Several news crews had already arrived by the time our car arrived at the gate of the MoZAL auto body plant in Moscow before sunset on July 2, 2016. There stood a crowd of shell-shocked staffers who had been setting up what was supposed to be this year’s Outline music and art festival when Russian authorities arrived on site and cancelled the party just hours before it was due to start. Police monitored the throng. Around the corner, more officers unloaded riot shields from jumbo-sized vans parked across from a platoon of military men in blue fatigues. An orange municipal garbage truck cruised down the road behind us with its street-cleaning hoses pointed outwards and upwards, heaving jets of water that drenched those gathered out front.
We parked our car in an inconspicuous spot and the three of us got out. We walked down a side street along the periphery of the plant and followed a route that would lead us to the locked festival grounds. We went through fences, traced railroad tracks and climbed a small bit of scalable wall that led into MoZAL. A few people waited on the other side to give us a tour of what should have been Outline Festival’s biggest edition yet.
It took us at least 30 minutes to see it all: There were carousels; hollowed-out buses and cars; a skate park; a maze; intricate two-story wooden scaffolding constructed opposite the DJ booth Ricardo Villalobos was scheduled to play in; chill-out areas nestled into nooks and crannies inside the old building’s drafty caverns; laborious hand-made art pieces like five meter-long wǔ lóng dragon costumes, a carefully-arranged stack of cereal boxes painted with the words “EAT YOUR LIES AWAY,” colorful murals and rotating light installations. The MoZAL area is huge and stoic, and its corroding brick and metal industrial buildings seem emblematic of post-Soviet decay. Dejected staffers sat and smoked cigarettes on piles of tires with blank looks on their faces in the midst of their almost-finished—now never to be finished—sound systems and installations.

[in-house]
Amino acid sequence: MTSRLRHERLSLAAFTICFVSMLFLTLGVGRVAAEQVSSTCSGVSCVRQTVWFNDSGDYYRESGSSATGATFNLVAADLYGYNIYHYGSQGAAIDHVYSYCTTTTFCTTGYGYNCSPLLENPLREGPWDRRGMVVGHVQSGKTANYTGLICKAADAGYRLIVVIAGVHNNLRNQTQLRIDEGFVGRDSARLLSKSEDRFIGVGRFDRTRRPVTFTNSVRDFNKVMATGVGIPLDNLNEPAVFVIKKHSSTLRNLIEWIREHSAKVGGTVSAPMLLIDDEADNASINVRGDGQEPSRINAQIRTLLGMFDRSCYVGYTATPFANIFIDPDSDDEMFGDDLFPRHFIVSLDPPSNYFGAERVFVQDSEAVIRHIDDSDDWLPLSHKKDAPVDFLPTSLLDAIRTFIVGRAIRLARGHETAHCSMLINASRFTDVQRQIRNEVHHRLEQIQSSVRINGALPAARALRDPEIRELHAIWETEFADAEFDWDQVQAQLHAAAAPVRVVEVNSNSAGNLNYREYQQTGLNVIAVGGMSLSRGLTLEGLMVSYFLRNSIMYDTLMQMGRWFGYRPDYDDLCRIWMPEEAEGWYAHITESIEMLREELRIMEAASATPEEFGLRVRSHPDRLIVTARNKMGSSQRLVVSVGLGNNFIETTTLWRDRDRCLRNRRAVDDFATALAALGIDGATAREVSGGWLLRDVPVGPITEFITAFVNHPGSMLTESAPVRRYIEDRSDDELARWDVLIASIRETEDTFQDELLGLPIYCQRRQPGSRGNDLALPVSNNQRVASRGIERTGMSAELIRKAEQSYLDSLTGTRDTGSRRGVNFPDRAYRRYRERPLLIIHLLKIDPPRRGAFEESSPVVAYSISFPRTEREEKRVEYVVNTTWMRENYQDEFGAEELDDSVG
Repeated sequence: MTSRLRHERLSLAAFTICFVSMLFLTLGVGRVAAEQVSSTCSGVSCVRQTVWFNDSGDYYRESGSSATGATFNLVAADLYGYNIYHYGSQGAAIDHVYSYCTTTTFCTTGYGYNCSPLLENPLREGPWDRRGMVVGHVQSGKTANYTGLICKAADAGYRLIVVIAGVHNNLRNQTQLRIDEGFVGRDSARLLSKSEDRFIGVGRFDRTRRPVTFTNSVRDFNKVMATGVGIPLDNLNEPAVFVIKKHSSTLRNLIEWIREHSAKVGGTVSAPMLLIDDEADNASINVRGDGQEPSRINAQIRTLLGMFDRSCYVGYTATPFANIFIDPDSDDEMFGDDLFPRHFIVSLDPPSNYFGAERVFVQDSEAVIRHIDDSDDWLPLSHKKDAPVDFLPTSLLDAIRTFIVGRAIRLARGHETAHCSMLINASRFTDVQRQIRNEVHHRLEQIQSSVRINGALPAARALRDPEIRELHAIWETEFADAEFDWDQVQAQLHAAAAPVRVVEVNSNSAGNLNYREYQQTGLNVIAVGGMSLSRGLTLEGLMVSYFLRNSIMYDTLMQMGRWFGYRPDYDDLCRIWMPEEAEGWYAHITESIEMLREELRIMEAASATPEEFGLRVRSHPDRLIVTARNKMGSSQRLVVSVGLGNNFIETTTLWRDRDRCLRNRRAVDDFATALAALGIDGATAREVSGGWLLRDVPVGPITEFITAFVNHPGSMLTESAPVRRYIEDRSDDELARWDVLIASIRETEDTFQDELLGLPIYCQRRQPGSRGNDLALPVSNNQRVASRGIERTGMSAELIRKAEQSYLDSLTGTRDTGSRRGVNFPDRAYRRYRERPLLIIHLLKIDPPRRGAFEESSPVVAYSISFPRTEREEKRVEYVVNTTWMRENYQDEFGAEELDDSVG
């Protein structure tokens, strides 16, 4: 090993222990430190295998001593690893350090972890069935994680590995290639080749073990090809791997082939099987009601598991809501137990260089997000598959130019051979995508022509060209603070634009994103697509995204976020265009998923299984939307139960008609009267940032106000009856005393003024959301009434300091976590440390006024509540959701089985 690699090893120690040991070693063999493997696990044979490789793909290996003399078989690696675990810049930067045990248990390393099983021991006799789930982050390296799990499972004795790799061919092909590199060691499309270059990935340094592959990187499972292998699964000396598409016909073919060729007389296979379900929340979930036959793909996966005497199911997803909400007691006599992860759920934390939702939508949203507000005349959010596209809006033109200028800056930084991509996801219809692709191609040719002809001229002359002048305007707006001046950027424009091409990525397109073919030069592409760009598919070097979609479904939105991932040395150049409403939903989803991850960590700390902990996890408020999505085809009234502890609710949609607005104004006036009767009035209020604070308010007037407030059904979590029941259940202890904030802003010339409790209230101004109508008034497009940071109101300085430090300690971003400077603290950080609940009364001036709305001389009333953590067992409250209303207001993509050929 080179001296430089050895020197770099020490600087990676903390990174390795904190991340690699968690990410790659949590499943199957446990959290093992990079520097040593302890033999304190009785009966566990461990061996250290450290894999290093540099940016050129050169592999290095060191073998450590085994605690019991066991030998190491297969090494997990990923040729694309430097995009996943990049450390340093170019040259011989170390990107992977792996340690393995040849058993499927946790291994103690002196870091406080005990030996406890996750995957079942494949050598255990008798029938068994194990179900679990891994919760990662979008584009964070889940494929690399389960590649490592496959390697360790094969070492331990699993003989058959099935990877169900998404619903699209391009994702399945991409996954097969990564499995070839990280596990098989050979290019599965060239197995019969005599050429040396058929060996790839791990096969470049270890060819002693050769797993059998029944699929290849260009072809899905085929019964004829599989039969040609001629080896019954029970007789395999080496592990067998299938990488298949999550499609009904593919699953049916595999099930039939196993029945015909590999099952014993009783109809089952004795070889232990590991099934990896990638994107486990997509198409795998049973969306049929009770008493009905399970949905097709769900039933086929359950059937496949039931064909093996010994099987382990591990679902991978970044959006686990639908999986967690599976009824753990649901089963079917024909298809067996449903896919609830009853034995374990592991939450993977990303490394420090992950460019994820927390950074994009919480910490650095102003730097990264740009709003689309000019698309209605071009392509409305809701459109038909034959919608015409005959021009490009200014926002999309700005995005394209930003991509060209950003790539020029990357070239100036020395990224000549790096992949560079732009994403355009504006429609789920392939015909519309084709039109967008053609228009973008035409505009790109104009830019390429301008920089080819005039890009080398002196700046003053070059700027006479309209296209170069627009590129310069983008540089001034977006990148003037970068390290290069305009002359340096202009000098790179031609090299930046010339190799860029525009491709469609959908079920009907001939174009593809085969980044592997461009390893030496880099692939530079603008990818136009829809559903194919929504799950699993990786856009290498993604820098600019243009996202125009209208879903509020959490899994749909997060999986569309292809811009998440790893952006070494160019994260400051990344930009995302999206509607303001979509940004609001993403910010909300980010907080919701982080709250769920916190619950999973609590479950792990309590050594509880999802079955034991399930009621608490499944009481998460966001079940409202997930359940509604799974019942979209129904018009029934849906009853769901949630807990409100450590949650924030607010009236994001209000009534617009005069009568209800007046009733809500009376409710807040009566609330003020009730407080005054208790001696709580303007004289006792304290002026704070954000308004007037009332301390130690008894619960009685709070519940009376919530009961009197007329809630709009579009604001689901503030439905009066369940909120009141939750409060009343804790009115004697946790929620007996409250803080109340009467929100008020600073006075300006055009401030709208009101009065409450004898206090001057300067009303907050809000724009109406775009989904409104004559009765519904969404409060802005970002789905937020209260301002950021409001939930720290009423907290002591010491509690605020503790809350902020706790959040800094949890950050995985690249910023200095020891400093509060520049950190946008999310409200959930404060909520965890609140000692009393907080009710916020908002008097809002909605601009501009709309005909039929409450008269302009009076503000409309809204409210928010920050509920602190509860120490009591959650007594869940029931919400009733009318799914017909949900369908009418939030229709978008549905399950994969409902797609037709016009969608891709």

The past two editions of Outline have taken place in different disused industrial spaces, and its commitment to transforming unique locations around Moscow has contributed to its growing international cult following. DJs who’ve played the festival’s previous events have sung its praises for the astounding artistic curation, trippy installations, respectful crowd and rock-solid musical bookings—this year’s lineup featured representatives from minimal dance music (Rhadoo, Ricardo Villalobos), experimental and industrial (Mick Wills, Veronica Vasicka) and enigmatic bands (The Skatalites, The Residents). In 2016 attendance was estimated to more than double the 7,000 capacity it reached last year, with up to 20,000 projected visitors from throughout Russia and, now more than ever, around the world.
According to the festival, this success—especially among non-Russians—was its downfall, and the attention it received tipped the authorities to a movement the government simply wouldn’t allow. Naturally the Russian authorities had another explanation as to why they shut Outline down. By the time we had arrived on the grounds, the police had already issued a statement accusing the festival of failing to sort out their licenses and fire safety permits by the deadline: 30 days before opening day.